Underquoted A Client, Now What?

Business By BethLS Updated 19 Nov 2010 , 4:13am by classiccake

BethLS Posted 13 Nov 2010 , 1:18pm
post #1 of 17

Hi guys,

A long while back I recieved an email from a potential client on a price quote. I quote her not really thinking. Now that she's coming for a tasting soon, I went back through to her emails and I'm shocked at what I gave her.

Would you just best advise if she wants to book, that I go ahead and just suck it up and take the loss, or tell her due to XYZ I had to impliment a slight price increase?

16 replies
leah_s Posted 13 Nov 2010 , 1:36pm
post #2 of 17

We've all done it at one time or another. Suck it up and count it as part of your tuition in the school of "I won't do that again."

PS on my written quotes, I put an expiraton date on them.

aligotmatt Posted 13 Nov 2010 , 1:50pm
post #3 of 17

I would put an expiration date on it even in an email. But, you have her emails, depending on how long ago she emailed you, you could possibly use that. I have brides I quoted last year for next year, just a general range, but if they emailed me to set up a consultation and tried to hold me to a 10 month old email quote, I wouldn't just suck it up and take it... If the email was 3 weeks ago, then yeah, you should just eat it.

cakesbycathy Posted 13 Nov 2010 , 3:42pm
post #4 of 17

If it was more than 3 months ago then I would email her before the tasting and let her know that you wanted her to be aware that the price you quoted her is no longer valid and then give her a new quote. Then she will have the option of either still coming in or if it's out of her budget then you don't waste your time.

kansaslaura Posted 13 Nov 2010 , 4:32pm
post #5 of 17

Beth....please define "a long time back."

BethLS Posted 13 Nov 2010 , 4:43pm
post #6 of 17

Laura,

It was indeed about a year ago icon_smile.gif

Thankyou for the advice everyone!

artscallion Posted 13 Nov 2010 , 5:09pm
post #7 of 17

Yes, anything quoted that long ago without booking is nothing more than an old quote. If she had booked based on the quote back then, that's one thing. But without booking, a quote is not anything you can be held to. I would just let her know that your prices have changed since last year and give her a new quote. At worst, if she insists on the old price, you can tell her you're already booked for that date. Since she never held it with a deposit or contract, she has nothing to do but move on.

cutthecake Posted 13 Nov 2010 , 5:25pm
post #8 of 17

Just out of curiosity:
To those of you in business (I do not sell cakes), how often do you raise your rates? It seems like the costs of ingredients and supplies and energy go up weekly, or monthly/quarterly/semi-annually/whatever. How do you stay on top of this and not lose money?

kansaslaura Posted 13 Nov 2010 , 5:28pm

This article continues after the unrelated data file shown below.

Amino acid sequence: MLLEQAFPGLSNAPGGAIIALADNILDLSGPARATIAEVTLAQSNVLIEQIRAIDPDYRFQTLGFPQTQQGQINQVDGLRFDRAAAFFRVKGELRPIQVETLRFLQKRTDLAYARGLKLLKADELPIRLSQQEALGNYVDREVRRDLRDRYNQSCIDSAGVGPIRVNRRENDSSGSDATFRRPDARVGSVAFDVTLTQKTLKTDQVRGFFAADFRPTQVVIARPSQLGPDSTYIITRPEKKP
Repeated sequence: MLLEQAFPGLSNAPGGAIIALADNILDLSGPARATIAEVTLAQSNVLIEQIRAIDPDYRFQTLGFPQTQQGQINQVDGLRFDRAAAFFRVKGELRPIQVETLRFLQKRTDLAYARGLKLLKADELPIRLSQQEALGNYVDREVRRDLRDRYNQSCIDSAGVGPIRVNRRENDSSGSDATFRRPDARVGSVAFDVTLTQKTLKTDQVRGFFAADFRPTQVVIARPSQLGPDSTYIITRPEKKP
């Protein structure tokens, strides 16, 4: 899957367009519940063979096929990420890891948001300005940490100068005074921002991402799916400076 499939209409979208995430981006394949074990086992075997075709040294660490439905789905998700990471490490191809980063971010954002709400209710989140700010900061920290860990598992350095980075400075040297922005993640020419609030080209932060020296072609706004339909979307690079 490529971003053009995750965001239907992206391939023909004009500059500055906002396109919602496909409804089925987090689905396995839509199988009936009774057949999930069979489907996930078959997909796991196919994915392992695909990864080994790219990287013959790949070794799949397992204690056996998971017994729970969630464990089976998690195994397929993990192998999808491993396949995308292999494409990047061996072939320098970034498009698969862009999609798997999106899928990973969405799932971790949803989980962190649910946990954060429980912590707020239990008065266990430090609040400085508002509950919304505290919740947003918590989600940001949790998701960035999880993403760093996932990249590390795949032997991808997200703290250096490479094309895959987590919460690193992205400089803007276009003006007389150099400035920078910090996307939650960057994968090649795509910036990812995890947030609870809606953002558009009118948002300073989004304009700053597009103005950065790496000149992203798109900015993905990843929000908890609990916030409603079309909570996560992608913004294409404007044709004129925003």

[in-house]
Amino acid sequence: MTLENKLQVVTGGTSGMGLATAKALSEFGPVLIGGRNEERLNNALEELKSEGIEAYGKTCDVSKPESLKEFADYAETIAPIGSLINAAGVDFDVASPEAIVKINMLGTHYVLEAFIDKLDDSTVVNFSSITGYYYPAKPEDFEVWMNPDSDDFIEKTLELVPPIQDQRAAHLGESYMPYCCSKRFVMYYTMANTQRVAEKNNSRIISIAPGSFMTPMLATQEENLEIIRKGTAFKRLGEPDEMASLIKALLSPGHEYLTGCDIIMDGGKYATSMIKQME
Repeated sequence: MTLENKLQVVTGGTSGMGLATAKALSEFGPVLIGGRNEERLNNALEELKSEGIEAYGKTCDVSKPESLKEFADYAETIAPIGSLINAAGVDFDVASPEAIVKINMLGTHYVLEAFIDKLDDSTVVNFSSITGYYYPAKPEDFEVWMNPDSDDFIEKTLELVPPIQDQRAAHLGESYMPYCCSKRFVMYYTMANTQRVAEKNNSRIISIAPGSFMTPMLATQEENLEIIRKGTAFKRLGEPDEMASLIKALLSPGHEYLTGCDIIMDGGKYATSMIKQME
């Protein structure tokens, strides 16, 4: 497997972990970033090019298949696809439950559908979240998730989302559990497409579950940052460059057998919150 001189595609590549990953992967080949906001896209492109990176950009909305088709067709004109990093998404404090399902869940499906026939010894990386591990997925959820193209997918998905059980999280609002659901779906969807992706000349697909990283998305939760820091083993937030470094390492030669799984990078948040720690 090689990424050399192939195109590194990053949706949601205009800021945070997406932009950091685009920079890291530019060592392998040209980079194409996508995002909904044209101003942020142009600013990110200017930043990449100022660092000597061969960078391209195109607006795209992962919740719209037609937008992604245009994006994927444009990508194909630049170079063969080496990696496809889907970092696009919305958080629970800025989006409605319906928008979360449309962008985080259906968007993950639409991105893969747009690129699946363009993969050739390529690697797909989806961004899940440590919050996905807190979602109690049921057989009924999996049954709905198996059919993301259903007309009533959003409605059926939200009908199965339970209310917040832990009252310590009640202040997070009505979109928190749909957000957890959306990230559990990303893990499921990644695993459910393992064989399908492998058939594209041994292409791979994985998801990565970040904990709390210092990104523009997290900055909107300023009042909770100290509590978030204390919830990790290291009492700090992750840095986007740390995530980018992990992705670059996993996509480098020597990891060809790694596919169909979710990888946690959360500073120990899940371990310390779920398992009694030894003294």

post #9 of 17
Quote:
Originally Posted by BethLS

Laura,

It was indeed about a year ago icon_smile.gif

Thankyou for the advice everyone!




Goodness, you can certainly raise your price then without apology. Everything has jumped since then. icon_smile.gif

leah_s Posted 13 Nov 2010 , 9:00pm
post #10 of 17

Oh I had no idea we were talking about a year old qote. Heck no, tha'ts not valid any longer!!

BethLS Posted 13 Nov 2010 , 10:17pm
post #11 of 17

Thanks ladies, I do appreciate the input! I will let her know icon_smile.gif

I also would like to know how often you raise prices (as one poster just asked)...icon_smile.gif

cheatize Posted 13 Nov 2010 , 11:22pm
post #12 of 17

I think your prices should be set so they can handle some fluctuation in your costs. After all, you don't lower your prices if the cost goes down, do you? Do costs ever go down? Okay, let's say if you hit a great sale. Usually you don't pass your savings on to your customer. Once or twice per year, barring any large price changes, should be often enough to take a look at your pricing to see if it still works for you, if you're still priced competitively, etc....

pattycakesnj Posted 13 Nov 2010 , 11:47pm
post #13 of 17

Costs of ingredients fluctuate daily so every 6 months or so, I reevaluate my pricing and adjust accordingly.

andrea7 Posted 14 Nov 2010 , 12:22am
post #14 of 17

In my proposal if you walk out of the tasting without booking prices are subject to change. So tomorrow my prices could be higher.

costumeczar Posted 14 Nov 2010 , 12:27am
post #15 of 17
Quote:
Originally Posted by cheatize

I think your prices should be set so they can handle some fluctuation in your costs. After all, you don't lower your prices if the cost goes down, do you? Do costs ever go down? Okay, let's say if you hit a great sale. Usually you don't pass your savings on to your customer. Once or twice per year, barring any large price changes, should be often enough to take a look at your pricing to see if it still works for you, if you're still priced competitively, etc....




This is so true...I raise mine periodically, but not on a regular schedule. it depends on what the market in my area is doing. I check the other businesses in my area to see what they're doing. I raised my prices recently, but I hadn't raised them much in the last couple of years because of the economy and because nobody else in town seemed to be budging either.

cai0311 Posted 15 Nov 2010 , 2:34pm
post #16 of 17

I will be raising my prices next month from $2.50/serving (buttercream) to $3.00/serving.

There is a guy in a near by town that raises his in September. Starting next September that is what I am going to do. It is usually that time of year I start booking the following year's weddings so in my opinion, a perfect time to increase prices.

classiccake Posted 19 Nov 2010 , 4:13am
post #17 of 17

I generally change prices the first of the year, if needed.

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